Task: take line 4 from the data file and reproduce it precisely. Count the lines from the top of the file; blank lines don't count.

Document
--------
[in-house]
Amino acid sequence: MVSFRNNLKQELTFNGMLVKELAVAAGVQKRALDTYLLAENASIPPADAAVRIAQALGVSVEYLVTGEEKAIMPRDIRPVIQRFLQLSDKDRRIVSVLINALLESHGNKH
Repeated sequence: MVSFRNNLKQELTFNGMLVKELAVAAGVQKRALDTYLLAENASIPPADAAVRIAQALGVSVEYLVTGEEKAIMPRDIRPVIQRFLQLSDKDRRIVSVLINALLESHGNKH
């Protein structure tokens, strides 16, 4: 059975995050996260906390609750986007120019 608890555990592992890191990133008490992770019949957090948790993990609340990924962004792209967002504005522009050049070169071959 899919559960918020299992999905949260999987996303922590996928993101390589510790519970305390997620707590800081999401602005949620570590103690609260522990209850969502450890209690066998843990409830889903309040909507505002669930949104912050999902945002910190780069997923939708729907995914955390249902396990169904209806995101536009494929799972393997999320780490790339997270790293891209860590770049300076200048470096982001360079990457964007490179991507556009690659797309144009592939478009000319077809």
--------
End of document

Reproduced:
């Protein structure tokens, strides 16, 4: 059975995050996260906390609750986007120019 608890555990592992890191990133008490992770019949957090948790993990609340990924962004792209967002504005522009050049070169071959 899919559960918020299992999905949260999987996303922590996928993101390589510790519970305390997620707590800081999401602005949620570590103690609260522990209850969502450890209690066998843990409830889903309040909507505002669930949104912050999902945002910190780069997923939708729907995914955390249902396990169904209806995101536009494929799972393997999320780490790339997270790293891209860590770049300076200048470096982001360079990457964007490179991507556009690659797309144009592939478009000319077809």